Chromobox protein homologue 7 (CBX7) is a chromobox family protein encoding a novel polycomb protein, the expression of which shows a progressive reduction, well related with the malignant grade of the thyroid neoplasias. Indeed, CBX7 protein levels decreased in an increasing percentage of cases going from benign adenomas to papillary, follicular, and anaplastic thyroid carcinomas. To elucidate the function of CBX7 in carcinogenesis, we searched for CBX7 interacting proteins by a proteomic analysis. By this approach, we identified several proteins. Among these proteins, we selected histone deacetylase 2 (HDAC2), which is well known to play a key role in neoplastic cell transformation and down-regulation of E-cadherin expression, the loss of which is a critical event in the epithelial-to-mesenchymal transition. We confirmed by coimmunoprecipitation that CBX7 physically interacts with the HDAC2 protein and is able to inhibit its activity. Then, we showed that both these proteins bind the E-cadherin promoter and that CBX7 up-regulates E-cadherin expression. Consistent with these data, we found a positive statistical correlation between CBX7 and E-cadherin expression in human thyroid carcinomas. Finally, we showed that the expression of CBX7 increases the acetylation status of the histones H3 and H4 on the E-cadherin promoter. Therefore, the ability of CBX7 to positively regulate E-cadherin expression by interacting with HDAC2 and inhibiting its activity on the E-cadherin promoter would account for the correlation between the loss of CBX7 expression and a highly malignant phenotype. [Cancer Res 2009;69(17):7079–87]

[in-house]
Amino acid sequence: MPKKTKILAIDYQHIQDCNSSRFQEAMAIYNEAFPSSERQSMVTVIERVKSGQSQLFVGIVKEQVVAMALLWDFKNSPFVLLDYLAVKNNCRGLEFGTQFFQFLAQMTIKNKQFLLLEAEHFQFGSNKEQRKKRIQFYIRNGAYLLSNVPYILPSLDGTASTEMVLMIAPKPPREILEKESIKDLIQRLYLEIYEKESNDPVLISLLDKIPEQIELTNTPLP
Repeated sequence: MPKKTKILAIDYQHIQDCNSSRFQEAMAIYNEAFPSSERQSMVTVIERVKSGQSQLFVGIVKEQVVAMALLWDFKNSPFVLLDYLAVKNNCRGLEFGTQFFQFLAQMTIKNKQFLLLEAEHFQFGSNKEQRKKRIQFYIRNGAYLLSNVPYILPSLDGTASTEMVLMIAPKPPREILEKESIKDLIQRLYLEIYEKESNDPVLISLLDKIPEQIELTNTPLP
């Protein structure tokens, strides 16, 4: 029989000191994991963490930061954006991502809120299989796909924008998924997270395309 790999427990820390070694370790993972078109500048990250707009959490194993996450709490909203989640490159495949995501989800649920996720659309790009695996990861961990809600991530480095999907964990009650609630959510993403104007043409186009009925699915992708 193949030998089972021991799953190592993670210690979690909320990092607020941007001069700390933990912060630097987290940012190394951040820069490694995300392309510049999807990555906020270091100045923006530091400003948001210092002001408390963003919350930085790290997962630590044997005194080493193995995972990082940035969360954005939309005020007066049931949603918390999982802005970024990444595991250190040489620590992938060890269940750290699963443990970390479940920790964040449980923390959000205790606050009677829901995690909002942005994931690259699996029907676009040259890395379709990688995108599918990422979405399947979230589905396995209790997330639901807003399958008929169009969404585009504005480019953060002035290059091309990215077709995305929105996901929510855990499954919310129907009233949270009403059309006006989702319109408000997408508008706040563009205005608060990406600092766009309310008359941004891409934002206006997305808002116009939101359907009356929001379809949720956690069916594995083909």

Chromobox protein homologue 7 (CBX7) gene encodes a novel polycomb protein of 28.4 kDa and 251 amino acids, which contains a “chromodomain” between amino acids 10 and 46 ( 1, 2). CBX7 is a chromobox family protein and a member of the polycomb repressive complex 1, which, together with the polycomb repressive complex 2, maintains developmental regulatory genes in a silenced state ( 3– 5). Mouse Cbx7 associates with facultative heterochromatin and with the inactive X chromosome, suggesting a role of the Cbx7 protein in the repression of gene transcription ( 6, 7). We have found previously that the CBX7 gene was drastically down-regulated in six thyroid carcinoma cell lines versus normal thyroid cells. Subsequently, the analysis of CBX7 expression in a large number of thyroid carcinoma samples revealed a progressive reduction of CBX7 levels that was well related with the malignant grade of the thyroid neoplasias ( 8). Indeed, it decreased in an increasing percentage of cases going from benign adenomas to papillary, follicular, and anaplastic thyroid carcinomas ( 9, 10). The analysis of rat and mouse models of thyroid carcinogenesis gave rise to very similar results ( 8). More recent results confirmed a correlation between low CBX7 expression and a reduced survival in colon carcinoma patients. 5 Moreover, the association between lack of CBX7 expression and a more aggressive histotype has also been shown by our group in breast, ovary, and prostate carcinomas. 6 Restoration of CBX7 expression in thyroid cancer cells reduced their growth rate, indicating that CBX7 plays a critical role in the regulation of transformed thyroid cell proliferation ( 8).
The aim of the present work has been to elucidate the mechanisms by which the loss of CBX7 is involved in carcinogenesis, attempting to identify the CBX7 protein partners by performing a functional proteomic experiment. Here, we show that CBX7 interacts with histone deacetylase 2 (HDAC2) and inhibits its activity. Moreover, both HDAC2 and CBX7 bind the E-cadherin (CDH1) promoter, and CBX7 contrasts the inhibiting effect of HDAC2 on E-cadherin expression.